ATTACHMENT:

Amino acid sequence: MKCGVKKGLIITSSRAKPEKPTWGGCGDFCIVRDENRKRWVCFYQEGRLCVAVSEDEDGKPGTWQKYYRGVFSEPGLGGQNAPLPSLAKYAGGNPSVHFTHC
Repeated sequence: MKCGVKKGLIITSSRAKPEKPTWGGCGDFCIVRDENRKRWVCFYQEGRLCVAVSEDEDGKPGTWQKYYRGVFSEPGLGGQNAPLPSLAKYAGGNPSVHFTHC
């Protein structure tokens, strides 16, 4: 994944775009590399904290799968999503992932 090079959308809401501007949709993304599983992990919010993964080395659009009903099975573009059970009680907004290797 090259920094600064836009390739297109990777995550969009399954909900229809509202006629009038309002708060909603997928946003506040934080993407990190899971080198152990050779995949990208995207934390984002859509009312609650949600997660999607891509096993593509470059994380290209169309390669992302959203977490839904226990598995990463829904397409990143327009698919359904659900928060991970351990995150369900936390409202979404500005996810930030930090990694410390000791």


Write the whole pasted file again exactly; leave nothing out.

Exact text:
Amino acid sequence: MKCGVKKGLIITSSRAKPEKPTWGGCGDFCIVRDENRKRWVCFYQEGRLCVAVSEDEDGKPGTWQKYYRGVFSEPGLGGQNAPLPSLAKYAGGNPSVHFTHC
Repeated sequence: MKCGVKKGLIITSSRAKPEKPTWGGCGDFCIVRDENRKRWVCFYQEGRLCVAVSEDEDGKPGTWQKYYRGVFSEPGLGGQNAPLPSLAKYAGGNPSVHFTHC
């Protein structure tokens, strides 16, 4: 994944775009590399904290799968999503992932 090079959308809401501007949709993304599983992990919010993964080395659009009903099975573009059970009680907004290797 090259920094600064836009390739297109990777995550969009399954909900229809509202006629009038309002708060909603997928946003506040934080993407990190899971080198152990050779995949990208995207934390984002859509009312609650949600997660999607891509096993593509470059994380290209169309390669992302959203977490839904226990598995990463829904397409990143327009698919359904659900928060991970351990995150369900936390409202979404500005996810930030930090990694410390000791």